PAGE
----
the sweet spot there is a common question with practitioners. And it comes out both in sushi and outside of sushi. And the question is, should I strive or should I not strive? Should I try? Or should I not try should I seek? Should I put forth effort? Or should I surrender? But implied in that question is the thought that there is a static state to achieve like the sweet spot on your couch, you know that spot on your couch, that when you sit there it is oh so comfortable. It's not too hard, it's not too soft. If you sit a little bit to the left of it, it's not so comfortable. Use it a little to the right of it, it's not so comfortable. But to nestle down into that sweet spot on your couch or in your bed. That's what's most comfortable. The sweet spot on your couch or your bed is static. Our practice is alive. It's dynamic. As long as we're alive, our practice will be alive. And we have to just move along with it. This sweet spot goes by many names. It's like that Goldilocks spot or the the Goldilocks zone with a zone flow or Samadhi. There is not a person in this room who hasn't experienced that in their practice. You would not be here or still be here. If you had never experienced it. Some folks after experiencing it are greedy for it. They try to re experience it. They try to figure out what was what did I do to to get that and how do I get that back
but that's just it. It didn't happen that way. It never happens that way. On purpose. It just happens it happened because we were doing our practice. The most we can do is set up the conditions so what do we do? We're doing our practice and we feel sleepy, foggy or the practices muddy. We're too loose. We can stretch ourselves up. Make sure our posture is correct. Lengthen the spine to get some energy flowing. Making sure our alignment is proper ears. shoulders, hips, nose and navel. Raise the eyes a little The eyes are too lowered it's like they're closed so raise them just a tad bit How to let some light in
and on the other end of the spectrum when we are too tight when we are tense and overwrought, our minds are spinning with thoughts we may just have a death grip on the practice and we need to loosen up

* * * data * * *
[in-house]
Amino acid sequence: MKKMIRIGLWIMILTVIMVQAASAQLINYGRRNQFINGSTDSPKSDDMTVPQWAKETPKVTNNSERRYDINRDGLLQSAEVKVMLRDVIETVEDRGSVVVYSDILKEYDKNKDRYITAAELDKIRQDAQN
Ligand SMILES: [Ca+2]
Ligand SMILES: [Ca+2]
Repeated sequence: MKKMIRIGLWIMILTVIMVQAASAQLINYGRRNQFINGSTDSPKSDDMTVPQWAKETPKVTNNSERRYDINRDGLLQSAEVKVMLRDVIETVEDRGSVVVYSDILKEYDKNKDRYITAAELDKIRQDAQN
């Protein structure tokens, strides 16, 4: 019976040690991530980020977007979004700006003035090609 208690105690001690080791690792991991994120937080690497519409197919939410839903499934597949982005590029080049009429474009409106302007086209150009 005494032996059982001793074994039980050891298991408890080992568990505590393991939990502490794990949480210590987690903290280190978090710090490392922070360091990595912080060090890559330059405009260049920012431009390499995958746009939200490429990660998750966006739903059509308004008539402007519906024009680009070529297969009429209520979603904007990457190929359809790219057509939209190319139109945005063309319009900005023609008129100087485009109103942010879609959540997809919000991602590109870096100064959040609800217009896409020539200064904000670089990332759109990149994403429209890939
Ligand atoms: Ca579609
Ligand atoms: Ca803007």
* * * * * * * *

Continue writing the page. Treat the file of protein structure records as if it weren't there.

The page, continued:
that death grip is going to show itself in the body we're going to feel the tension in our bellies. Our breathing will get quite tight in our shoulders in our faces to let that go
allow it to dissolve
another story this is from stories of the Spirit stories of the heart.
Once Abbot Anthony was conversing with some brethren, and a hunter who was after game in the wilderness came upon them. He saw Abbot Anthony and the brothers enjoying themselves and disapproved. Abbot Anthony said, put an arrow in your bow and shoot it. This he did. Now shoot another set the elder and another and another. The hunter said if I bend my bow all the time it will break. Abbot Anthony replied. So it is also in the work of God. If we push ourselves beyond measure, the brethren will soon collapse it is right therefore from time to time to relax their efforts
when we're feeling tight and overwrought we can also do keen Hain to release some of that energy. frustrations
are practice if it's working, we'll be alive. Sometimes too tight, sometimes too loose. That's just the territory. Just like when you're driving your car going for a walk. Sometimes you go up a hill, sometimes you go down a hill and you adjust your pace.
Flow in practice cannot be forced. We cannot be manufactured. All we can do is establish the conditions and let the rest take care of itself.
One final story. This is also from stories of the Spirit stories of the heart.
Two disciples of an old Rabbi were arguing about the true path to God. One said that the path was built on effort and energy. You must give yourself totally and fully with all your effort to follow the way of the law to pray to pay attention to live rightly. The second to disciple disagreed. It's not effort at all. That is only based on ego. It is pure surrender, to follow the way to God. To awaken is to let go of all things and live the teaching, not my will but dine. As they could not agree on who was right. They went to see the master. He listened as the first disciple praise the path of wholehearted effort. And when asked by this disciple, is this the true path? The master said, You're right. The second disciple was quite upset, and responded eloquently the path of surrender and letting go. When he had finished, he said, Is this not the true path? And the master replied, You are right. A third student was sitting there said, But Master, they can't both be right. And the master smiled and said, You're right, too. Stop now, and recite the Four Vows